When fair value measurement is applied to the IRLC, the buyer's net future cash flow is established using the future revenue less the buyer’s (market) conversion cost relative to the IRLC lifecycle. The buyer is not focused on the seller’s costs. If the seller is a retail operation and the hypothetical buyer has an overseas platform, the cost structure difference is likely to provide distorted results. This is where a CPA's independent judgment is applied to identify the fair value given the circumstances addressed in the audit. The CPA will note that the IRLC’s unobservable inputs are significantly more dramatic than with the MSR, which is why it is essential to include the expansive disclosure of the fair value computational elements within the audit report.
The CPA will note that the IRLC’s unobservable inputs are significantly more dramatic than with the MSR, which is why expansive disclosure of the computational elements within the audit report is essential.
No valuation model is perfect short of an actual sale of the pipeline. In an M&A transaction, the buyer will typically leave the seller’s pipeline to wind down for the seller's benefit. The buyer knows the IRLC pull-thru is at risk if any branch quits during the transition. If an LO leaves and takes the IRLC to another company, what is the value of a canceled or expired IRLC? Zero.
The white paper suggests that the seller’s costs may be aligned with the status code silos irrespective of period or product costs to determine cash flow value. Does this mean that the cost allocation should occur without aligning the product cost or period cost concept?
Yes. Period costs are not relevant to the buyer cost allocation. If the new IRLC incurs future costs in 45 days, those costs are considered for valuation purposes irrespective of the costs incurred in a subsequent month. The concept of product cost is more applicable, provided the product costs include all direct costs and indirect costs.
As an example, if the seller’s locked pipeline has 400 basis points of embedded gross revenue and incurs 150 of LO cost and 100 basis points in other direct costs and 25 bp of indirect costs, then the value of the IRLC is 125bp only when the IRLC lifecycle aligns with this cost allocation calculation. A new IRLC may be worth 25bp because all conversion costs are yet to be incurred. An IRLC associated with a loan that will close tomorrow may be worth 250bp, given that the only remaining cost is LO commission. In all cases, regardless of how GAAP might consider product or period costs in a manufacturing operation, the key concept is that a knowledgeable buyer knows that the measurement of the IRLC value depends upon pull-thru probability and the recognition of unincurred costs (conversion costs) based on the IRLC lifecycle, and that value is the IRLC’s value.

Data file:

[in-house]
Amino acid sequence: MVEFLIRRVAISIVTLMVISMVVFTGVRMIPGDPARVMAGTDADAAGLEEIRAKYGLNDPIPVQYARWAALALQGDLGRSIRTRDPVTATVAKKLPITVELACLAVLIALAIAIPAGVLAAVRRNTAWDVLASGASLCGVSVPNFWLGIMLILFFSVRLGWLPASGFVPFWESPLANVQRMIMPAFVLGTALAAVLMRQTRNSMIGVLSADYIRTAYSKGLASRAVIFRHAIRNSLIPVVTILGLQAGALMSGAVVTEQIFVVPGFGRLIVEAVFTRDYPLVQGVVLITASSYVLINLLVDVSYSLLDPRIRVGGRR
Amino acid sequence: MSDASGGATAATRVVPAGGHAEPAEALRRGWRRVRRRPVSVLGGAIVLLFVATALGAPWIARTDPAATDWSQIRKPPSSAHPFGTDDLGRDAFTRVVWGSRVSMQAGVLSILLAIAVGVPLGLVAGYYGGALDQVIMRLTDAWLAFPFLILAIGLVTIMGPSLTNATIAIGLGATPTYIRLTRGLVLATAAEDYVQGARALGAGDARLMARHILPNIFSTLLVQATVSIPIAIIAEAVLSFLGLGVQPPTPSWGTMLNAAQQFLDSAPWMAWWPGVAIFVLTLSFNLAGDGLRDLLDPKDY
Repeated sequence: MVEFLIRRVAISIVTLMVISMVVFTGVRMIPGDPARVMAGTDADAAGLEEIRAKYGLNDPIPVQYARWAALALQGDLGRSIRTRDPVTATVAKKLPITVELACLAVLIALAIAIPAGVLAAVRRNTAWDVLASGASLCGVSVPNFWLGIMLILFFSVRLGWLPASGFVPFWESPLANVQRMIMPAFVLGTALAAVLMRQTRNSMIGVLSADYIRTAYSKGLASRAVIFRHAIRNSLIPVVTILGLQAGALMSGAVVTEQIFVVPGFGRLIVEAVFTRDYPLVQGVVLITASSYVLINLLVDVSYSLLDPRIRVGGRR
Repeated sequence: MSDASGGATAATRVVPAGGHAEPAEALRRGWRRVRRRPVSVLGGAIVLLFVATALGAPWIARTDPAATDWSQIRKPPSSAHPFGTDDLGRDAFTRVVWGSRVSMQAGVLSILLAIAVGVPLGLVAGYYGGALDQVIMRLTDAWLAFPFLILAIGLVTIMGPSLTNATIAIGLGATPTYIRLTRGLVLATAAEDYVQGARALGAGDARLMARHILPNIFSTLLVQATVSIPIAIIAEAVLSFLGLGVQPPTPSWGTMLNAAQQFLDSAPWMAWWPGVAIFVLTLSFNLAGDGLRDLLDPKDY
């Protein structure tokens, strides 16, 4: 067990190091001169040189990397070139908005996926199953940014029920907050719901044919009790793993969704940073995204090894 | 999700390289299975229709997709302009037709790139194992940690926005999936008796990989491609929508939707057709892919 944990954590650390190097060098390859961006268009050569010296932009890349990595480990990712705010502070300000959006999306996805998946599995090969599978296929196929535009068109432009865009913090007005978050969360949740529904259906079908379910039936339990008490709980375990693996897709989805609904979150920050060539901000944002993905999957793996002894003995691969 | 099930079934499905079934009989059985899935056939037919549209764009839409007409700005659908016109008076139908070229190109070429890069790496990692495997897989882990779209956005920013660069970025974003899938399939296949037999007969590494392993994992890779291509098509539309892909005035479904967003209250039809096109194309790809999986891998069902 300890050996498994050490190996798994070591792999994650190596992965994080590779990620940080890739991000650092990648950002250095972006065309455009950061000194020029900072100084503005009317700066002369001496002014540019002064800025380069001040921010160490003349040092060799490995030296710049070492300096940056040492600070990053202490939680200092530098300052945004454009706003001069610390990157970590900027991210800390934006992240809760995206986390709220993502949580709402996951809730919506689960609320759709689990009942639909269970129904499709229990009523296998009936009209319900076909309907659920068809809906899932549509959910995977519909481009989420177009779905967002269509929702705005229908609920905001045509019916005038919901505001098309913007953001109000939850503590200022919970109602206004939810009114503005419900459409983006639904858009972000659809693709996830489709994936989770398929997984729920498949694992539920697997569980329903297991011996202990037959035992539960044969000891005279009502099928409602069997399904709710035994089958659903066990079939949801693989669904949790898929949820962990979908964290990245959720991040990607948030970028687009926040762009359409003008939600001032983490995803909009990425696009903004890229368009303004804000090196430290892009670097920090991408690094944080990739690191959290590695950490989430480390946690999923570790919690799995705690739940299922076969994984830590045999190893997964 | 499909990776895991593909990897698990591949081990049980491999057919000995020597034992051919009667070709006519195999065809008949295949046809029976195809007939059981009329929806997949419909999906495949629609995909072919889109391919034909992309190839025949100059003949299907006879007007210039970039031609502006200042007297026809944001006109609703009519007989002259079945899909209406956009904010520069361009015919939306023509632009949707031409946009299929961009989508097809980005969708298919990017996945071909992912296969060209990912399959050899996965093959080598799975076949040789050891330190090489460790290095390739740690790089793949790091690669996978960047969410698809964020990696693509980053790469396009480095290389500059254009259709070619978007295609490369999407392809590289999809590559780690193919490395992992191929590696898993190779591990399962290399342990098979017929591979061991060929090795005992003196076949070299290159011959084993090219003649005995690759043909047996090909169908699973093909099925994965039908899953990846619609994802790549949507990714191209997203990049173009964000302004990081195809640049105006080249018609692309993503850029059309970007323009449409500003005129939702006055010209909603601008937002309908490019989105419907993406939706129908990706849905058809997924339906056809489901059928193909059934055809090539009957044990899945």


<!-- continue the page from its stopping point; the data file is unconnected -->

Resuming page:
© Copywrite 2020 Dr. Andy Schell, CPA/CFF, CMB,
All rights reserved, Unauthorized reproduction is prohibited.
About: Dr. Andy Schell, DBA (Ph.D.), MSML, MBA, CPA/CFF, CMB
Dr. Schell is CEO, Managing Partner, and Co-Founder of Mortgage Banking Solutions and MBS Financial Services ("MBS"), based in Austin, Texas. He is known for his ability to turn "vision into reality" and "chaos into order" as he finds creative solutions to address his clients' challenges. He primarily supports regulated depositories in mortgage finance and sophisticated independent mortgage lenders to address revenue stability, technology enhancement, and Workflow Efficiency. Andy is a finance guy, a CPA, (there is a difference), and a musician. The combination of his creativity, experience, and education enables him to create business strategies that will lead to his client's success.
Dr. Schell's finance experience began trading marketable securities in 1980 at a Dallas, Texas-based Wall Street firm and then continued throughout his career spanning four decades. His finance activities include trading Mortgage-Backed Securities and Options on T-Bond Futures as a risk management tactic, directing the $35 billion securities settlement activities for Bank of America, and supporting the bank's quantitative assessment of implied volatility for the Monte Carlo simulation model. His finance education began with a bachelor's degree in banking and finance and continued at the SMU graduate school of banking and the University of Chicago's options trading program.
Dr. Schell's accounting expertise is equally expansive, including a master's in accounting, a CPA certificate licensed in Texas with public accounting experience in Dallas, and a doctorate in business strategy with a doctoral dissertation on the value of financial derivatives. He is also a Certified Mortgage Banker awarded from the Mortgage Bankers Association in addition to holding the designation as a Certified Public Accountant licensed in Texas.
Dr. Schell's 40 years of experience, professional designations, CPA/CFF, CMB, and academic credentials, including a terminal degree that established the title Doctor Schell, collectively provide the foundation for him to authoritatively address the topics presented in this white paper. Other white papers and articles by Dr. Schell are available directly at www.DoctorSchell.com